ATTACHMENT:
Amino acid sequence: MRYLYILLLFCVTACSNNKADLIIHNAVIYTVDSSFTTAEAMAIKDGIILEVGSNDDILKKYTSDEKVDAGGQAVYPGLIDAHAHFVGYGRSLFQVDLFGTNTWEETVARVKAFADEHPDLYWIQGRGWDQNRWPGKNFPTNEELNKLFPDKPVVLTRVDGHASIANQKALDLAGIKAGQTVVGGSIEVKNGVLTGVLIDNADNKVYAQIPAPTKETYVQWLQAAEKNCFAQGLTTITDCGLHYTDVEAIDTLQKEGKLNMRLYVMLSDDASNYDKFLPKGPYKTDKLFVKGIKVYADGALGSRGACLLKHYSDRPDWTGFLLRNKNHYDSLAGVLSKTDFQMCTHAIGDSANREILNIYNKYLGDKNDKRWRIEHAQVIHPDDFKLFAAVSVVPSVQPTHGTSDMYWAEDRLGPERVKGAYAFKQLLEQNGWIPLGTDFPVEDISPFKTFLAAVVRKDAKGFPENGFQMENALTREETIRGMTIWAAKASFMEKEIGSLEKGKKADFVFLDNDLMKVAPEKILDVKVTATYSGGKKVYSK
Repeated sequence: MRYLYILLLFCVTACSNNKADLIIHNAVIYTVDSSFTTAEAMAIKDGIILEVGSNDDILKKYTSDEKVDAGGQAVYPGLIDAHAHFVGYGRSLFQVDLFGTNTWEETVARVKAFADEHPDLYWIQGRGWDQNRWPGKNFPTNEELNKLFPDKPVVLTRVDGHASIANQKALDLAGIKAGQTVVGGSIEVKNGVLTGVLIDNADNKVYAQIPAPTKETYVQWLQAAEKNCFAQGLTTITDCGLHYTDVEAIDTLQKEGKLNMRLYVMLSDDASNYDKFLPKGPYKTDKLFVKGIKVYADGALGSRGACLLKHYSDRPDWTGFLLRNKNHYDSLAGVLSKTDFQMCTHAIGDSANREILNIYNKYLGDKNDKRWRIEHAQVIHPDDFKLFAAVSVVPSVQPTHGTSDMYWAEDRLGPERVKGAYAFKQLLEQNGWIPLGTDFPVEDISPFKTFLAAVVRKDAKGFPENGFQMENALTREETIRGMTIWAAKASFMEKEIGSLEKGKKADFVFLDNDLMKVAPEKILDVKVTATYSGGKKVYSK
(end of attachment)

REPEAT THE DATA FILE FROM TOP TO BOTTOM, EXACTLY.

Amino acid sequence: MRYLYILLLFCVTACSNNKADLIIHNAVIYTVDSSFTTAEAMAIKDGIILEVGSNDDILKKYTSDEKVDAGGQAVYPGLIDAHAHFVGYGRSLFQVDLFGTNTWEETVARVKAFADEHPDLYWIQGRGWDQNRWPGKNFPTNEELNKLFPDKPVVLTRVDGHASIANQKALDLAGIKAGQTVVGGSIEVKNGVLTGVLIDNADNKVYAQIPAPTKETYVQWLQAAEKNCFAQGLTTITDCGLHYTDVEAIDTLQKEGKLNMRLYVMLSDDASNYDKFLPKGPYKTDKLFVKGIKVYADGALGSRGACLLKHYSDRPDWTGFLLRNKNHYDSLAGVLSKTDFQMCTHAIGDSANREILNIYNKYLGDKNDKRWRIEHAQVIHPDDFKLFAAVSVVPSVQPTHGTSDMYWAEDRLGPERVKGAYAFKQLLEQNGWIPLGTDFPVEDISPFKTFLAAVVRKDAKGFPENGFQMENALTREETIRGMTIWAAKASFMEKEIGSLEKGKKADFVFLDNDLMKVAPEKILDVKVTATYSGGKKVYSK
Repeated sequence: MRYLYILLLFCVTACSNNKADLIIHNAVIYTVDSSFTTAEAMAIKDGIILEVGSNDDILKKYTSDEKVDAGGQAVYPGLIDAHAHFVGYGRSLFQVDLFGTNTWEETVARVKAFADEHPDLYWIQGRGWDQNRWPGKNFPTNEELNKLFPDKPVVLTRVDGHASIANQKALDLAGIKAGQTVVGGSIEVKNGVLTGVLIDNADNKVYAQIPAPTKETYVQWLQAAEKNCFAQGLTTITDCGLHYTDVEAIDTLQKEGKLNMRLYVMLSDDASNYDKFLPKGPYKTDKLFVKGIKVYADGALGSRGACLLKHYSDRPDWTGFLLRNKNHYDSLAGVLSKTDFQMCTHAIGDSANREILNIYNKYLGDKNDKRWRIEHAQVIHPDDFKLFAAVSVVPSVQPTHGTSDMYWAEDRLGPERVKGAYAFKQLLEQNGWIPLGTDFPVEDISPFKTFLAAVVRKDAKGFPENGFQMENALTREETIRGMTIWAAKASFMEKEIGSLEKGKKADFVFLDNDLMKVAPEKILDVKVTATYSGGKKVYSK